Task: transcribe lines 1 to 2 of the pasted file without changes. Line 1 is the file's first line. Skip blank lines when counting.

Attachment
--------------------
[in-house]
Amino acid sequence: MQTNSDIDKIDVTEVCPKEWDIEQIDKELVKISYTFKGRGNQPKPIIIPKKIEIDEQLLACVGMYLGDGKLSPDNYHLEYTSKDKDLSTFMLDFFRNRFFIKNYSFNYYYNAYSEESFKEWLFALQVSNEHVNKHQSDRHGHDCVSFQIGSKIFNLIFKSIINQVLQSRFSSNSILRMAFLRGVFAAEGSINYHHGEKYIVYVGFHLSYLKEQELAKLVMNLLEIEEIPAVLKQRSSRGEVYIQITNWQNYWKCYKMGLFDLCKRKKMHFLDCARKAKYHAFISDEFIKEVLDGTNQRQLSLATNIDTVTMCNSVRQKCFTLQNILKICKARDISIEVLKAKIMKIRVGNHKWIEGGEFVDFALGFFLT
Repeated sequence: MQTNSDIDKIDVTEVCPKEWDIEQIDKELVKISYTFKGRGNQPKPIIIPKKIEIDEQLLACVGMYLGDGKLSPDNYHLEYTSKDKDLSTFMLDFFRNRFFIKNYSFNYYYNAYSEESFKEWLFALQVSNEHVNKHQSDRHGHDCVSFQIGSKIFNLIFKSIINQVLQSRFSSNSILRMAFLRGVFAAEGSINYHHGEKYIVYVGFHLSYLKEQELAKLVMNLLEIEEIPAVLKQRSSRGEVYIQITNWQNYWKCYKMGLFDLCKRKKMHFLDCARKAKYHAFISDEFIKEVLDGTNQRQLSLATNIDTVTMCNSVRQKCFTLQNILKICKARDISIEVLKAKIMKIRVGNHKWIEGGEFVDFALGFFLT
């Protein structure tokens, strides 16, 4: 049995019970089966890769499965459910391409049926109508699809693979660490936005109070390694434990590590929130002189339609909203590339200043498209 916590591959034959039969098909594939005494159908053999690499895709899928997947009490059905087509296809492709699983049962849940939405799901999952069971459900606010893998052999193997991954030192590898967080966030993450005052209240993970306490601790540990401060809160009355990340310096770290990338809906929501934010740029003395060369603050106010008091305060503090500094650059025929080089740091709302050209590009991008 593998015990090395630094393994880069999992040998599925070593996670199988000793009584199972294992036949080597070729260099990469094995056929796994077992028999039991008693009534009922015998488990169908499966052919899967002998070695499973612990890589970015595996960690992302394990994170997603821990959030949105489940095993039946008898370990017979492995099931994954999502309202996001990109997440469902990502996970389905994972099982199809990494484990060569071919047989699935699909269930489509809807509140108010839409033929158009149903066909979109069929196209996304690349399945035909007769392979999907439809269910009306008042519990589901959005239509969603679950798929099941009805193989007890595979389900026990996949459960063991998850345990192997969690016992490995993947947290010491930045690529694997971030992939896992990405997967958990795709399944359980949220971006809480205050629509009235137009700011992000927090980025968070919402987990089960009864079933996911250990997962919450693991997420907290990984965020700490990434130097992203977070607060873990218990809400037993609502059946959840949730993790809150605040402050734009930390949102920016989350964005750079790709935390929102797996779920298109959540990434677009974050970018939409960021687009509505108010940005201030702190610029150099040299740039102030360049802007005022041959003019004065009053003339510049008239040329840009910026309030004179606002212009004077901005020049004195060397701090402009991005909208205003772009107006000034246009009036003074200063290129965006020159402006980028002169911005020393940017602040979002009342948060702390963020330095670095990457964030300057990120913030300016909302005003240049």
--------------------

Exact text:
[in-house]
Amino acid sequence: MQTNSDIDKIDVTEVCPKEWDIEQIDKELVKISYTFKGRGNQPKPIIIPKKIEIDEQLLACVGMYLGDGKLSPDNYHLEYTSKDKDLSTFMLDFFRNRFFIKNYSFNYYYNAYSEESFKEWLFALQVSNEHVNKHQSDRHGHDCVSFQIGSKIFNLIFKSIINQVLQSRFSSNSILRMAFLRGVFAAEGSINYHHGEKYIVYVGFHLSYLKEQELAKLVMNLLEIEEIPAVLKQRSSRGEVYIQITNWQNYWKCYKMGLFDLCKRKKMHFLDCARKAKYHAFISDEFIKEVLDGTNQRQLSLATNIDTVTMCNSVRQKCFTLQNILKICKARDISIEVLKAKIMKIRVGNHKWIEGGEFVDFALGFFLT